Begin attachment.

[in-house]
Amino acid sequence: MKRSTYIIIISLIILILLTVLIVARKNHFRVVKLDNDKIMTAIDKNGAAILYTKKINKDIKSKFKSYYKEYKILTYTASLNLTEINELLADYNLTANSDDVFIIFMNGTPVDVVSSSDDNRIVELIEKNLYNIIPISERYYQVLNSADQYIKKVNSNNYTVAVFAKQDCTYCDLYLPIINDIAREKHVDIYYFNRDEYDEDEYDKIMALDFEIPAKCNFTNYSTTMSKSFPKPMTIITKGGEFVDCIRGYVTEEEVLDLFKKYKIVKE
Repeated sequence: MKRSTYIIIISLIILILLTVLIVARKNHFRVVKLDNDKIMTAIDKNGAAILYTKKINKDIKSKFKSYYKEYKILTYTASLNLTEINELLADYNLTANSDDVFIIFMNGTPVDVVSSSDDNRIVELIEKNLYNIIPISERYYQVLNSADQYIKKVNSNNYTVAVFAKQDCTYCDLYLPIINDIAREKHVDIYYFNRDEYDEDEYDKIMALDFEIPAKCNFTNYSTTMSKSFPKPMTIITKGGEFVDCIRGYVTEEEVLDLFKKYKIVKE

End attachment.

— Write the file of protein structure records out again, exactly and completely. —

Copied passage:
[in-house]
Amino acid sequence: MKRSTYIIIISLIILILLTVLIVARKNHFRVVKLDNDKIMTAIDKNGAAILYTKKINKDIKSKFKSYYKEYKILTYTASLNLTEINELLADYNLTANSDDVFIIFMNGTPVDVVSSSDDNRIVELIEKNLYNIIPISERYYQVLNSADQYIKKVNSNNYTVAVFAKQDCTYCDLYLPIINDIAREKHVDIYYFNRDEYDEDEYDKIMALDFEIPAKCNFTNYSTTMSKSFPKPMTIITKGGEFVDCIRGYVTEEEVLDLFKKYKIVKE
Repeated sequence: MKRSTYIIIISLIILILLTVLIVARKNHFRVVKLDNDKIMTAIDKNGAAILYTKKINKDIKSKFKSYYKEYKILTYTASLNLTEINELLADYNLTANSDDVFIIFMNGTPVDVVSSSDDNRIVELIEKNLYNIIPISERYYQVLNSADQYIKKVNSNNYTVAVFAKQDCTYCDLYLPIINDIAREKHVDIYYFNRDEYDEDEYDKIMALDFEIPAKCNFTNYSTTMSKSFPKPMTIITKGGEFVDCIRGYVTEEEVLDLFKKYKIVKE